Supposedly the most depressing day of the year is just a few weeks away, and that sucks. But if you off yourself, you can’t drink, so it’s a conundrum. What you can do is use the website suicidemachine.org to remove yourself from unnecessary social media sites that either you’ve stopped using or don’t really enjoy anymore. [More]
Look, Comcast, when you take back someone’s equipment and give them a receipt confirming that their account has no balance, it’s not unreasonable for them to think that their account is canceled. Don’t keep billing them for service and equipment rentals, and don’t tell them that you “can keep [the account] active and [bill] indefinitely until [you] decide to disconnect it.” Because if you do, they’re going to call their state Attorney General’s office. At least that’s how Paul convinced Comcast to finally cancel his account.
If you cancel your Vonage service before the end of the first year, you’re going to need to pay $70 for Vonage’s proprietary router on top of a $29.95 cancellation fee. Don’t even try to return the soon-to-be useless router because that’s simply not an option.
Be wary of Arcot, a credit card security company that’s devoid of customer service.
Nels had to sign up for Arcot’s SecureCode to complete an online purchase. Now he wants to cancel it, but can’t find anyone at Arcot who can help him. The web pages he’s sent to are dead ends, and he left messages with Arcot’s executives that were never returned.
Retentions representatives are the cellphone company’s last line of defense between you and freedom. One brave retentions representative has come forward to teach us how to craft a direct, earnest request that will lead retention reps to do your bidding. Rivaled in effectiveness only by executive customer support, retentions reps are empowered to strike down nuisance fees and bargain liberally, all to keep you as a customer. If you were ever tempted to threaten your cellphone company with cancellation, this one is a must read.
What part of “CANCEL THE MONTHLY LEASED LICENSE NOW” did customer service solutions provider Kayako misunderstand? Reader Chance’s request wasn’t unexpected. He tried to cancel his account three times and switched service providers before Kayako decided to renew his lease and issue a new bill. The full debacle, inside.
A DirecTV CSR claimed that reader Mark changed his installation by following troubleshooting instructions to unplug and reconnect his box, and now owed $79.95. Mark, who paid $6 per month for DirecTV’s protection plan, refused to pay the fee and asked to cancel to his service.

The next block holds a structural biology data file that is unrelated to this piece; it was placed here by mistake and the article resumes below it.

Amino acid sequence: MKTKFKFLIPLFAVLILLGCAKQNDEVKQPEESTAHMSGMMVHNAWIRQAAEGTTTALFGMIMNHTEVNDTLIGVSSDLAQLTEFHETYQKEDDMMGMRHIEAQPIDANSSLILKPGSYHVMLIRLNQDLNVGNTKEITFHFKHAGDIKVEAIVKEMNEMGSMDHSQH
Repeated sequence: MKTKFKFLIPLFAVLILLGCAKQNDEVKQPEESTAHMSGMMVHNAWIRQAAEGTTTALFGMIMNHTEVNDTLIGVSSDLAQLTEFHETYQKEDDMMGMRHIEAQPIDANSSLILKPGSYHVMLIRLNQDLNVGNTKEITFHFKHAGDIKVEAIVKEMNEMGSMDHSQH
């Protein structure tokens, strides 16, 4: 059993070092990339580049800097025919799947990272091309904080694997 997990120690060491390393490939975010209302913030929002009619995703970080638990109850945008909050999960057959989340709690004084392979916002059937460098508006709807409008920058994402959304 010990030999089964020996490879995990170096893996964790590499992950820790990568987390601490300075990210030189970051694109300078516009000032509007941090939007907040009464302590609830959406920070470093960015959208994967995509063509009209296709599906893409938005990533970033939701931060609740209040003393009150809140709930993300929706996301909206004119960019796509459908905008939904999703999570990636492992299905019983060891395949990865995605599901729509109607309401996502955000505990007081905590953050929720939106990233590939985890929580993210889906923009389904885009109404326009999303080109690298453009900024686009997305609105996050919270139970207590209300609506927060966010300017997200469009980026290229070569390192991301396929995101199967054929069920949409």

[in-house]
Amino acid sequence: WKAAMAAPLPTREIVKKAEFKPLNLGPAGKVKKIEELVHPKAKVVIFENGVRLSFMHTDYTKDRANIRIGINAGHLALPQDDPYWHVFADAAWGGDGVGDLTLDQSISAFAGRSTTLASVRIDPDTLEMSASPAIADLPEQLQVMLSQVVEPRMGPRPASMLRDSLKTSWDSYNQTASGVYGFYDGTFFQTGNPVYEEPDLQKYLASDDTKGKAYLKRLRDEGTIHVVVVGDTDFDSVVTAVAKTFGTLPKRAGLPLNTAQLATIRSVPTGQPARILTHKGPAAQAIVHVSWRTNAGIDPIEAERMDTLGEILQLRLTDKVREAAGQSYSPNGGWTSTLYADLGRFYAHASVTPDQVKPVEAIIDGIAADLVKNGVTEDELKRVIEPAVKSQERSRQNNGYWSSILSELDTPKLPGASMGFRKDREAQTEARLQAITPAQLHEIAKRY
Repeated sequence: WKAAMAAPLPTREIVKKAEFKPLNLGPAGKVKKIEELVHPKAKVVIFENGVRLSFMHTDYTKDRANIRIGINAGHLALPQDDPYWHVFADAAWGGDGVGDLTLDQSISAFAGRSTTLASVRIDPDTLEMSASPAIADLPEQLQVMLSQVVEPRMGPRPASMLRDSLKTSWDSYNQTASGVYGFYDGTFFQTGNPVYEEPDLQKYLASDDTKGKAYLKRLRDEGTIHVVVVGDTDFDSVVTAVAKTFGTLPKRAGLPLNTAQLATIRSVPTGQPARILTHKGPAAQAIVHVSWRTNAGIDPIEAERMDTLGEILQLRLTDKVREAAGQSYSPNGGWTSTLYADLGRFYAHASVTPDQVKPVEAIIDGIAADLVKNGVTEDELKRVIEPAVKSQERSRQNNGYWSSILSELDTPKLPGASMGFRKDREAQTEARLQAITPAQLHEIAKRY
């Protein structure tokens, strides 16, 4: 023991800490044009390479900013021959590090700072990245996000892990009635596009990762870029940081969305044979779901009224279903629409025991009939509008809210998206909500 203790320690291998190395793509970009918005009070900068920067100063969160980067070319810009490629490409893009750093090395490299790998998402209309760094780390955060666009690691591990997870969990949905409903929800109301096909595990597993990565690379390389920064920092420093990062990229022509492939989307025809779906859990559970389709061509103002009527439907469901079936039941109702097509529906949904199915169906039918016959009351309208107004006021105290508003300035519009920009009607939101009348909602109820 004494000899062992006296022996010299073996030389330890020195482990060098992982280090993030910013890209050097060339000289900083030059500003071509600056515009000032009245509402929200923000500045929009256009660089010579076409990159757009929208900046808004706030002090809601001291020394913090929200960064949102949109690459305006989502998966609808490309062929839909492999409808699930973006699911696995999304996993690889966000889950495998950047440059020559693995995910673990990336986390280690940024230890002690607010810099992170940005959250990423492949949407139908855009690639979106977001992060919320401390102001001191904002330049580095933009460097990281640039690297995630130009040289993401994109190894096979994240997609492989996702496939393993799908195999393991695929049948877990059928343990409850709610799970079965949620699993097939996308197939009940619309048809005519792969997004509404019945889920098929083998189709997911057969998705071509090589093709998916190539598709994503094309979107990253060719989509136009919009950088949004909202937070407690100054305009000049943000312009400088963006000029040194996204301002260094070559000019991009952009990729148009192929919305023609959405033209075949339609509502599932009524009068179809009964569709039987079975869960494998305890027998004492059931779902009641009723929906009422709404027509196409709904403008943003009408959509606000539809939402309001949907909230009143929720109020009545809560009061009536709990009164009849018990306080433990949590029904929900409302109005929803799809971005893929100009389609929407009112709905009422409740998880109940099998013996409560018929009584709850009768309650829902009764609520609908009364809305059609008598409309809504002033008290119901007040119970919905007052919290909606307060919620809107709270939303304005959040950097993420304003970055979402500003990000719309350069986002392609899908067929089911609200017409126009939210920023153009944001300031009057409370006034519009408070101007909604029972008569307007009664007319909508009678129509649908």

Charter accused Kevin of failing to pay for unreturned equipment, even though Kevin paid his final bill in full and has a receipt for a returned cable box. Charter customer service representatives were happy to play whack-a-mole whenever the bogus charges for the equipment appeared on Kevin’s bill, but Charter eventually tired of the infuriatingly unwinnable game and sent Kevin’s account to collections.
T-Mobile sent reader Ivan’s account to collections after he twice cancelled his service. He first cancelled in August, but T-Mobile mysteriously lost the cancellation letter. Ivan faxed over a second cancellation letter while a CSR waited on the phone to confirm receipt. Having switched to Verizon, Ivan didn’t care when in September, someone stepped on the T-Mobile phone lying in his car, breaking the screen. T-Mobile is now demanding that Ivan pay a bill that lists only a reinstatement fee. Ivan writes:
ber-lawyers. The CSR explained as he typed that he was listing Tony’s reason for canceling as: “Customer… lacks… the… courage… to… stay… with… us… due… to… litigation.” Tony’s letter to Vonage, after the jump:
A TiVo CSR insisted that Jerry explain why he was canceling his account, so Jerry said he was moving to the moon, an explanation that might earn sympathy from a company whose logo is a martian. The CSR was not amused, and did not cancel Jerry’s account. Instead, taking him for an astronaut, the CSR gave him free service for three months, which Jerry discovered only when he presciently called the next day to verify that his account had been canceled. Jerry writes:
Vonage: I’m sorry sir I can’t do that, you have to call back during regular business hours.
Watch out, Vonage. We thought Verizon held the patent for the cancelation gauntlet of doom. — CAREY GREENBERG-BERGER
Disney: “Thanks for calling”
Mike writes, “I love to go off on bad service more than most because of my job, but here’s to your frozen head in jar Walt, that rocked.”
The AOL customer service rep who tried so very hard to prevent Vincent Ferrai from cancelling his service has been fired.
A reader well versed in customer service shares with us this following anecdote about how much AOL cares about servicing your dead relatives. David writes: